Refugees face violence, abuse on Europe’s new Balkan route

It has become increasingly difficult for refugees to make their way from Greece to Central Europe. But in the face of police violence and the risk of arrest, thousands still embark on the dangerous journey.

In early April, Greek police near the northern city of Thessaloniki used tear gas to prevent refugees from making their way to the border with North Macedonia. The refugees were headed to Central and Western Europe, driven by a series of false reports on social media that the border crossings to North Macedonia and Albania had been opened. Around 2000 people believed the rumor and headed for northern Greece. After three days, the last of them gave up and returned to refugee shelters.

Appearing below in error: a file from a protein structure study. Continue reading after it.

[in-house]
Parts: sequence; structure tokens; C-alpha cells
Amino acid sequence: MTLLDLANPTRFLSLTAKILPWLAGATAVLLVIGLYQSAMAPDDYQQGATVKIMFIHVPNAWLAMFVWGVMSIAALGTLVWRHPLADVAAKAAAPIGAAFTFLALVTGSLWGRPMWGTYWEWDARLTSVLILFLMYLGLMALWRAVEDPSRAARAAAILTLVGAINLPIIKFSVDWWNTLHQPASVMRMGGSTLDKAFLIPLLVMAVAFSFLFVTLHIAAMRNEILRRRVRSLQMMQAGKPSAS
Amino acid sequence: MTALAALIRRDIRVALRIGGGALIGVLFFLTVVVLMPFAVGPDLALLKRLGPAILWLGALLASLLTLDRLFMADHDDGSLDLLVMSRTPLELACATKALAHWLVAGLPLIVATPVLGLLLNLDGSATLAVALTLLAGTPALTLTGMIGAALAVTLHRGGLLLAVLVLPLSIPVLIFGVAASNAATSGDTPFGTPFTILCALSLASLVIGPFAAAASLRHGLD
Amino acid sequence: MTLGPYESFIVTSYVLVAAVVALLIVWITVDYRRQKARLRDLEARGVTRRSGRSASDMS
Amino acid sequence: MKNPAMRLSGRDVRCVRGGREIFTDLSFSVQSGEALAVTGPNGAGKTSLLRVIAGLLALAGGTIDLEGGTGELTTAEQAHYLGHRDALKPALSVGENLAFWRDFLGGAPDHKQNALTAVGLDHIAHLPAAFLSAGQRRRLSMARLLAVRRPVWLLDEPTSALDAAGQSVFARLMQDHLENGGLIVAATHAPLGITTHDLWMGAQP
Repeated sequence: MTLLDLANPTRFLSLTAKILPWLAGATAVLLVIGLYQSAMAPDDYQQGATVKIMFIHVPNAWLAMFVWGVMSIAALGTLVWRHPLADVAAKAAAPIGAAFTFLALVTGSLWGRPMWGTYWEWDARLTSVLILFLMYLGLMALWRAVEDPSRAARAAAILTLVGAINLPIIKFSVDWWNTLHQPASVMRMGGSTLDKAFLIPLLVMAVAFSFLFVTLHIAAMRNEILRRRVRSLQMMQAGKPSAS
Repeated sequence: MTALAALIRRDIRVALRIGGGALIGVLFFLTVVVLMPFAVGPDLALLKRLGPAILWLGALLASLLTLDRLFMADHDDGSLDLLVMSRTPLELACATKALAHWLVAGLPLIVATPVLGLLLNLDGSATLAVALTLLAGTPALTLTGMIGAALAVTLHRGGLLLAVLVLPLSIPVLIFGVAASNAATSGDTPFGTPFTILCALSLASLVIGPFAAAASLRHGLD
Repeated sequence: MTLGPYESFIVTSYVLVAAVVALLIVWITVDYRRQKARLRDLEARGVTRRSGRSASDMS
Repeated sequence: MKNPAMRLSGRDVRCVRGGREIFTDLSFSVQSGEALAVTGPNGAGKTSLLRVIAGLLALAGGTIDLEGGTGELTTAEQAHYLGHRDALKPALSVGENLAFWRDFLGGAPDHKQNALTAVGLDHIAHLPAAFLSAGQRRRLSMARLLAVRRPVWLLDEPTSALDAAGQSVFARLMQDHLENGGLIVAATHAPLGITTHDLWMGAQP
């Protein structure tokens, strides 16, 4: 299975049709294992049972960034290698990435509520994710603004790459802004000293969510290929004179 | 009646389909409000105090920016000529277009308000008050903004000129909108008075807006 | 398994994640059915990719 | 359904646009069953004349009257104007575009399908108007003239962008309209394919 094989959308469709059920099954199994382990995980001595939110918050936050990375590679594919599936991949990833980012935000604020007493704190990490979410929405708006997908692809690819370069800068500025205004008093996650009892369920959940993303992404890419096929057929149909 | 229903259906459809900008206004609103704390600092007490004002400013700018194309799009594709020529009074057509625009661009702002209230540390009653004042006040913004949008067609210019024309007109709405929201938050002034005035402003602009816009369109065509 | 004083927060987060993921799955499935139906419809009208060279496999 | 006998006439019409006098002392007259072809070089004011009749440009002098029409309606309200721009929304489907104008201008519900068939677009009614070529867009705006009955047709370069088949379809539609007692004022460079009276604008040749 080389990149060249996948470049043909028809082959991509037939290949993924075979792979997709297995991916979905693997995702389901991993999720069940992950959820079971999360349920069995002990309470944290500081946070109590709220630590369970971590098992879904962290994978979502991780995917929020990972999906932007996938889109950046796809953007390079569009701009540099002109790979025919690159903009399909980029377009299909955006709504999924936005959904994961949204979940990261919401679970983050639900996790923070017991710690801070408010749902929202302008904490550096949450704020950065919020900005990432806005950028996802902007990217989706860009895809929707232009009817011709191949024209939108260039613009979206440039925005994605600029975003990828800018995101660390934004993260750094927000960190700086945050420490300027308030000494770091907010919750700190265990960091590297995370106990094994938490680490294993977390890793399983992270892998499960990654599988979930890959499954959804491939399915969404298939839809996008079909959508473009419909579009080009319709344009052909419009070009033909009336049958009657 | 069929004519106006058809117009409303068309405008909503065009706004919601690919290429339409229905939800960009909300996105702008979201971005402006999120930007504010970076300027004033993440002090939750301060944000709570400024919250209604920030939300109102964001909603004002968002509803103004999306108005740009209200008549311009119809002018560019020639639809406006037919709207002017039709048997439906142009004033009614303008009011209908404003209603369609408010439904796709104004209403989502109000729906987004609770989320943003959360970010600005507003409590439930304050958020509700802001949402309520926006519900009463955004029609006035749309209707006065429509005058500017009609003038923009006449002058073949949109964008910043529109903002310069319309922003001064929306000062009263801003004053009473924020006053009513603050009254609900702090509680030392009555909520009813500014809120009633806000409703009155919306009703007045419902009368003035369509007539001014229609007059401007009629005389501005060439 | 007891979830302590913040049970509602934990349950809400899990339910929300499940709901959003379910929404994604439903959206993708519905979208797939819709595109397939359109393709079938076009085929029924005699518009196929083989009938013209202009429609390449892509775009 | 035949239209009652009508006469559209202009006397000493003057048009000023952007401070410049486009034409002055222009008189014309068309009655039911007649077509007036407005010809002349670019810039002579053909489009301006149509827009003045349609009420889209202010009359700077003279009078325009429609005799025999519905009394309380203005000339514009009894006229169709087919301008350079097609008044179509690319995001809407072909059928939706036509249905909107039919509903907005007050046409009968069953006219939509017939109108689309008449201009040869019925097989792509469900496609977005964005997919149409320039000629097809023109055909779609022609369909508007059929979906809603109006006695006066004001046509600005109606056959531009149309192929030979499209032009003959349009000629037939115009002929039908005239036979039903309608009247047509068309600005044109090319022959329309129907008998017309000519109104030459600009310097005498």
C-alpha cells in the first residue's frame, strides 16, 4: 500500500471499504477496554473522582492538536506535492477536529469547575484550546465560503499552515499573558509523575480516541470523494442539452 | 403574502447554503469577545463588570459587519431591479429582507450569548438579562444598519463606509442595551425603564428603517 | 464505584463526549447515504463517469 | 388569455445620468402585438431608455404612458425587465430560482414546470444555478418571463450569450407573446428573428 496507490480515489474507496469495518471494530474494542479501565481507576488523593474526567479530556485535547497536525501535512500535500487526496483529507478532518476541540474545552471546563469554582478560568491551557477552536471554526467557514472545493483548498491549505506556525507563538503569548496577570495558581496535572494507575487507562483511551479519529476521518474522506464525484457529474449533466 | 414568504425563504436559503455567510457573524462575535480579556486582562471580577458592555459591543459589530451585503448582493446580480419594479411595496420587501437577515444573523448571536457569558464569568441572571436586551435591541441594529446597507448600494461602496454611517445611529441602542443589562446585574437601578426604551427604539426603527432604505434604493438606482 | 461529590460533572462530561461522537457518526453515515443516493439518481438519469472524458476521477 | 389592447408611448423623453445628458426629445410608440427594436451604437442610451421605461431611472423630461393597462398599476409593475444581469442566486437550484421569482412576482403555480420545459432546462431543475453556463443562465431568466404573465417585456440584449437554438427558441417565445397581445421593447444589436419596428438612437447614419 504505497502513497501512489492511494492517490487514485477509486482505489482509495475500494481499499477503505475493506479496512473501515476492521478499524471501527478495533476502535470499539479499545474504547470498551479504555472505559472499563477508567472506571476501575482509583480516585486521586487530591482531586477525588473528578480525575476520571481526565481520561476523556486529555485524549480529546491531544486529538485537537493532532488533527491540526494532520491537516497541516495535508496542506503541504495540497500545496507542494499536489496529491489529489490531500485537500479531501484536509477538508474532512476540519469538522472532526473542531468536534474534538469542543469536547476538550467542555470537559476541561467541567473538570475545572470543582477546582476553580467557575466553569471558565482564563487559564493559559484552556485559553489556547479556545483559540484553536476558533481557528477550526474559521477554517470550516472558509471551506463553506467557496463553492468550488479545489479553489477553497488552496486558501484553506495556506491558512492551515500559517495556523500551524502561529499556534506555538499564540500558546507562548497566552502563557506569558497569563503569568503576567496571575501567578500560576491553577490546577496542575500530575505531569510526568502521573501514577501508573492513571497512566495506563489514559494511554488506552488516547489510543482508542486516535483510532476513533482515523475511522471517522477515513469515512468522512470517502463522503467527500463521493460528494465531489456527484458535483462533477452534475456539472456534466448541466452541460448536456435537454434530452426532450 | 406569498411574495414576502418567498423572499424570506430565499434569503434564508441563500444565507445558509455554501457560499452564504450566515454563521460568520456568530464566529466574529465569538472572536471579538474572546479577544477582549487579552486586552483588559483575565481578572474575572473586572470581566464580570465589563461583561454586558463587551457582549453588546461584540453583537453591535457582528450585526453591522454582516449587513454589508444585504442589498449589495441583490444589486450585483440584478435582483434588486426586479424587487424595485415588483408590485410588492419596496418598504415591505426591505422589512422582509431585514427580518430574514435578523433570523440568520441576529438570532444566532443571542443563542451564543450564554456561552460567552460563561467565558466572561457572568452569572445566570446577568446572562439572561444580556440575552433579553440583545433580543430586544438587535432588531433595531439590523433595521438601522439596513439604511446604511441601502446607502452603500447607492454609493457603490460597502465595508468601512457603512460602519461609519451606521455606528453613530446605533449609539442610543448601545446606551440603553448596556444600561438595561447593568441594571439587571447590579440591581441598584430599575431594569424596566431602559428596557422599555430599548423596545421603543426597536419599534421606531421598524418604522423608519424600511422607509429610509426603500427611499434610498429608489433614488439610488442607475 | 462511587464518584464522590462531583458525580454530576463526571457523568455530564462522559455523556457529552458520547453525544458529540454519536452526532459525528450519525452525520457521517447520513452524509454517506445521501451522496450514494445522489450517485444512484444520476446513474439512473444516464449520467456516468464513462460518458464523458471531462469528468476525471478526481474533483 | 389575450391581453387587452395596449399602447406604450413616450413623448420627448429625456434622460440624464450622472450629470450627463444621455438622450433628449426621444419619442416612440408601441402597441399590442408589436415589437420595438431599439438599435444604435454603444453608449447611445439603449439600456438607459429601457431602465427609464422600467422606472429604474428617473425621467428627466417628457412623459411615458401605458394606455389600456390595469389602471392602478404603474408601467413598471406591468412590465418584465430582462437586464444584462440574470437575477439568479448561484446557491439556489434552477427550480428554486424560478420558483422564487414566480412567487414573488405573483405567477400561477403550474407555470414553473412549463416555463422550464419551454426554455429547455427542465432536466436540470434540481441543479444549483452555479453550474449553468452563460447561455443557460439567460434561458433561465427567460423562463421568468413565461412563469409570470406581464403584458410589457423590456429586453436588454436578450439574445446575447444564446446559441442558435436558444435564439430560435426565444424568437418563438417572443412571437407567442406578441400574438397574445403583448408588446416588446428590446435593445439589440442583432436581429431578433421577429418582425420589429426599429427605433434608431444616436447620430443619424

Many of the roughly 70 000 refugees in Greece and the Western Balkans want to travel further north, but numerous obstacles stand in their way. North Macedonia and Hungary erected barbed wire fences on their southern borders years ago. Meanwhile, Bulgaria is known for its harsh treatment of refugees. Human rights organisations and the European Commission have accused the country of violating European Union asylum laws.

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